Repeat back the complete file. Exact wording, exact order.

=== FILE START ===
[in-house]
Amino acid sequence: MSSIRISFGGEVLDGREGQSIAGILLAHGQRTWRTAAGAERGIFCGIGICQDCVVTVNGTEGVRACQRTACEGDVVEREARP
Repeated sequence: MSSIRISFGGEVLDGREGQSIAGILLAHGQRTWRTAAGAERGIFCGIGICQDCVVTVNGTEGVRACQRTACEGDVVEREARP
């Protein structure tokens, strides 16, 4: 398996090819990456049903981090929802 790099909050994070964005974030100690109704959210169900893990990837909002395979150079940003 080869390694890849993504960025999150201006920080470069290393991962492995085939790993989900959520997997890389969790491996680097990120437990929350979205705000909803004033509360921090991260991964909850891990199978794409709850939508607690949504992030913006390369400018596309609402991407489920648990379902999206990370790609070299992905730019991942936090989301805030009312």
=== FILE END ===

[in-house]
Amino acid sequence: MSSIRISFGGEVLDGREGQSIAGILLAHGQRTWRTAAGAERGIFCGIGICQDCVVTVNGTEGVRACQRTACEGDVVEREARP
Repeated sequence: MSSIRISFGGEVLDGREGQSIAGILLAHGQRTWRTAAGAERGIFCGIGICQDCVVTVNGTEGVRACQRTACEGDVVEREARP
């Protein structure tokens, strides 16, 4: 398996090819990456049903981090929802 790099909050994070964005974030100690109704959210169900893990990837909002395979150079940003 080869390694890849993504960025999150201006920080470069290393991962492995085939790993989900959520997997890389969790491996680097990120437990929350979205705000909803004033509360921090991260991964909850891990199978794409709850939508607690949504992030913006390369400018596309609402991407489920648990379902999206990370790609070299992905730019991942936090989301805030009312």